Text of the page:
Shortly, I’ll be writing an article on the "full circle journey" which so many Christians around the world appear to be experiencing, but few understand or even realise they’re on. For so many, the journey has involved following a call into "ministry" only to discover that that calling was in fact to be worked out in our regular daily lives and not as staff members of churches or as itinerant preachers.

Of course, as we make the journey, God sheds small amounts of light on our path to help us see the next step or two. It’s usually from this position that new insights are gained, books are written, conferences called and Christian fads ignite. The problem however, is that these momentary insights are literally that .. momentary. They are of the moment, for the moment .. designed to help us take the next few steps.

These insights are not full spectrum. They are the equivelent of seeing a room through a keyhole and nothing more.

One such momentary insight is marketplace ministry. And with all the continuing focus on this "ministry" as being an end in itself, I wonder what Saint Jerome (a.d. 345-420) of the early Middle Ages would have thought about it? I’ll let him speak for himself. He wrote:

“Avoid, as you would the plague, a clergyman who is also a man of business.”

Ouch! I’ll let you make of that what you will.


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Under Southern Stars

Believe it or not, dumped Australian Immigration Minister, Amanda Vanstone has written an ode to Australia and has even gone as far as to have a demo of the new song recorded by a singer with the Sydney Opera. The demo has been submitted to Sony BMG for consideration but no feedback has been received from them yet. But I must say, I find it pretty powerful and certainly the lyrics evoke a greater sense of national pride. In many ways perhaps, more than our current national anthem.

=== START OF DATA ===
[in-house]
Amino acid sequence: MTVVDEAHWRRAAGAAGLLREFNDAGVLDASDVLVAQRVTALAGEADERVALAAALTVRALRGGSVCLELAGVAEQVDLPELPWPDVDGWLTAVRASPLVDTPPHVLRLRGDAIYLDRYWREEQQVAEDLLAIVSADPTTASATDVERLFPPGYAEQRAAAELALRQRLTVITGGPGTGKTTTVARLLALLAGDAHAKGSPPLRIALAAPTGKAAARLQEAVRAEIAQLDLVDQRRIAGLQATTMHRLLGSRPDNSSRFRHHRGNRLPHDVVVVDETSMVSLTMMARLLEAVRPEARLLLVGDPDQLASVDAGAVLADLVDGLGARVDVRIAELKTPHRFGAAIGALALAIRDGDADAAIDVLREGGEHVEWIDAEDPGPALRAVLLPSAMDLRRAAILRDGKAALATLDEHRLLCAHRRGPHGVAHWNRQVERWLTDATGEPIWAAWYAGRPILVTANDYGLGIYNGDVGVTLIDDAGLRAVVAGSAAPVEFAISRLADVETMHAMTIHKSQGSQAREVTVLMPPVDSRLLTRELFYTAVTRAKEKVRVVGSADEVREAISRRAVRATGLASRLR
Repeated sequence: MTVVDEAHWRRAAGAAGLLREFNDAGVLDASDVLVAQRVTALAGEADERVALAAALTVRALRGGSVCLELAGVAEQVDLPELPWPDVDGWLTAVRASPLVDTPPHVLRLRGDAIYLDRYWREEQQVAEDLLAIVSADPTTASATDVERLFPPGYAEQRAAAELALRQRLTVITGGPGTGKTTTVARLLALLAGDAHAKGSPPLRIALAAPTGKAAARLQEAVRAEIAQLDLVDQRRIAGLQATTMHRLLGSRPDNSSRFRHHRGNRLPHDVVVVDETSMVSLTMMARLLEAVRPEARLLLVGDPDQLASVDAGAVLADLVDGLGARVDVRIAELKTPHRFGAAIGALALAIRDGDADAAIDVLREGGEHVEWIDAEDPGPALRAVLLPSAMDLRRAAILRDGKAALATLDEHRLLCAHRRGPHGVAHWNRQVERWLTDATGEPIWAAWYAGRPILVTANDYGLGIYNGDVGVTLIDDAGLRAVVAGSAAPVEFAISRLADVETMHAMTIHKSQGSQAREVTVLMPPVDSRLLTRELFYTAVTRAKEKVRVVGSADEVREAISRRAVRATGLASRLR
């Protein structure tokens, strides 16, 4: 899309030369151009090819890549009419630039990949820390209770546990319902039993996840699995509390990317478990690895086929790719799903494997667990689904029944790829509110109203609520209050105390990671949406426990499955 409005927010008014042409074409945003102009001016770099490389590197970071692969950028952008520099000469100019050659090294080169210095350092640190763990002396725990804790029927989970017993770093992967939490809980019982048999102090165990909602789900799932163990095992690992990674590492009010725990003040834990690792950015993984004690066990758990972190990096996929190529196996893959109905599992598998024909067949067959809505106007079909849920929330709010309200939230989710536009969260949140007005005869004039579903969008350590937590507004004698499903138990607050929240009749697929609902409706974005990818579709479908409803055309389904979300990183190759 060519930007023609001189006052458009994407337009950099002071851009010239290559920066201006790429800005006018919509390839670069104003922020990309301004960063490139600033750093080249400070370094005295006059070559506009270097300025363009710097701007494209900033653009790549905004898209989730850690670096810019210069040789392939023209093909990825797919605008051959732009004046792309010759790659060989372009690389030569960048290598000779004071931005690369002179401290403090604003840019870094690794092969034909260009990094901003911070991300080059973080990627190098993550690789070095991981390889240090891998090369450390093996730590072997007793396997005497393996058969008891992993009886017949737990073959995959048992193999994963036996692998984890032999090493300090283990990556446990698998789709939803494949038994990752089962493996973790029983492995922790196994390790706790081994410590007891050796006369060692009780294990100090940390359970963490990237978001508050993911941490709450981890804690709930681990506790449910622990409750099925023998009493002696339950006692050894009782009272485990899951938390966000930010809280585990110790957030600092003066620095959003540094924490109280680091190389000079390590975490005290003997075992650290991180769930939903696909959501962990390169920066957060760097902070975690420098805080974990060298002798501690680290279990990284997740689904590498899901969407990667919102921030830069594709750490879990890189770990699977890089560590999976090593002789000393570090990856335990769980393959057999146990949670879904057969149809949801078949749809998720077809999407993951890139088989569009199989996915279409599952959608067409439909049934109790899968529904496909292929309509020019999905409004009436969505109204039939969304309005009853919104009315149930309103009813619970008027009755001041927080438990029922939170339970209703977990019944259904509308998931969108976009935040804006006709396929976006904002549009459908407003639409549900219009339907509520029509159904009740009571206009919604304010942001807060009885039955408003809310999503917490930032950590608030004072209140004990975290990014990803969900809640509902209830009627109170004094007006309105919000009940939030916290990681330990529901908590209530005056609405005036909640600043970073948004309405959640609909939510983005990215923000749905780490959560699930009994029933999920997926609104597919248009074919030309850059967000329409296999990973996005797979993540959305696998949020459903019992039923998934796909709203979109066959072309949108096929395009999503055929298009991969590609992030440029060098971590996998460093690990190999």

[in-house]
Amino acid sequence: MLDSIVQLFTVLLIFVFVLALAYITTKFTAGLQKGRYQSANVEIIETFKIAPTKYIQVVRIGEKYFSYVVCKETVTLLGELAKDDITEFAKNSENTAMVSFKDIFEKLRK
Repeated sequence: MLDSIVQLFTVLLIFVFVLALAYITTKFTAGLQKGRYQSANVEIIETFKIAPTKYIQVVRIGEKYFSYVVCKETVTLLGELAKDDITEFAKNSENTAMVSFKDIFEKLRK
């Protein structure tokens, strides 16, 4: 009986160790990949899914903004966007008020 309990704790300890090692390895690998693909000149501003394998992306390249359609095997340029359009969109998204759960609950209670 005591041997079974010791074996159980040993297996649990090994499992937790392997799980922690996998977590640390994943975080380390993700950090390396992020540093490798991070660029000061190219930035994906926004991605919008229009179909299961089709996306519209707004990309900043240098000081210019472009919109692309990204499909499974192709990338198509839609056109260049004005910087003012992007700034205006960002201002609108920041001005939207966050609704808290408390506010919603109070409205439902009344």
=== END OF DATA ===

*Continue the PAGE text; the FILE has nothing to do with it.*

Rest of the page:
The original story can be read here.

To be honest, the demo audio does not do the lyrics justice (in my opinion) but it’s posted for you to get an idea of how it could sound.

Under Southern Stars

Home to first Australians,

Joined from near and far,

Shining light for freedom,

Under Southern Stars.

Nation made of many,

Bound in hope as one,

Building for the future,

Under Southern Sun.

Free and Friendly Nation,

Born of our own hand,

Peace our greatest virtue,

Mighty Southern Land.

Valiant into Battle,

Courage to the end,

Standing firm for freedom,

Loyal southern friend.

Nature’s earthly heaven,

Glory for our eyes,

Ours alone those treasures,

Under Southern Skies.

Shining light for Freedom

Under Southern Stars.


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Looking into a Mirror …

It has always fascinated me as to how things like music or movies can often parallel prophetic things that are being shared or proclaimed in the church. For example, when the "renewal", or Toronto Blessing, was in focus and things were being prophesied about eruptions of the power of God that would effect whole cities, I was fascinated that Hollywood released two films almost simultaneously about Volcanoes.